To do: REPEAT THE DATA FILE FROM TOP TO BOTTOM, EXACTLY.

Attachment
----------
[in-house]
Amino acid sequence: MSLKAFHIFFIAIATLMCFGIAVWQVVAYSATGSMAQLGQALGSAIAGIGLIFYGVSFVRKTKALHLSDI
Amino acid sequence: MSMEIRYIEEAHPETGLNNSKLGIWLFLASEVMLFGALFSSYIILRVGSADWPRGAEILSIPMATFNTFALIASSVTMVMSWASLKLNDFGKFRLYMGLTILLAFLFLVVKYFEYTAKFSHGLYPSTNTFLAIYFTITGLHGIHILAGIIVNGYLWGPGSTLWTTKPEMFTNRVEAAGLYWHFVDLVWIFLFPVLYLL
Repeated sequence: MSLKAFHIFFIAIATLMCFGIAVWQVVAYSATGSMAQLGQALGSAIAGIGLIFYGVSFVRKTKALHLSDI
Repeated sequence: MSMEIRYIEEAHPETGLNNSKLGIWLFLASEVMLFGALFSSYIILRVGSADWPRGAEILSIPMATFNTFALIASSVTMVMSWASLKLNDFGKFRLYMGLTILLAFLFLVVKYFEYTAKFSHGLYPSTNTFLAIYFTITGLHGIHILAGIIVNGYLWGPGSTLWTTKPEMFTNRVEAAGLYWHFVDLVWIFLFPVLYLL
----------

[in-house]
Amino acid sequence: MSLKAFHIFFIAIATLMCFGIAVWQVVAYSATGSMAQLGQALGSAIAGIGLIFYGVSFVRKTKALHLSDI
Amino acid sequence: MSMEIRYIEEAHPETGLNNSKLGIWLFLASEVMLFGALFSSYIILRVGSADWPRGAEILSIPMATFNTFALIASSVTMVMSWASLKLNDFGKFRLYMGLTILLAFLFLVVKYFEYTAKFSHGLYPSTNTFLAIYFTITGLHGIHILAGIIVNGYLWGPGSTLWTTKPEMFTNRVEAAGLYWHFVDLVWIFLFPVLYLL
Repeated sequence: MSLKAFHIFFIAIATLMCFGIAVWQVVAYSATGSMAQLGQALGSAIAGIGLIFYGVSFVRKTKALHLSDI
Repeated sequence: MSMEIRYIEEAHPETGLNNSKLGIWLFLASEVMLFGALFSSYIILRVGSADWPRGAEILSIPMATFNTFALIASSVTMVMSWASLKLNDFGKFRLYMGLTILLAFLFLVVKYFEYTAKFSHGLYPSTNTFLAIYFTITGLHGIHILAGIIVNGYLWGPGSTLWTTKPEMFTNRVEAAGLYWHFVDLVWIFLFPVLYLL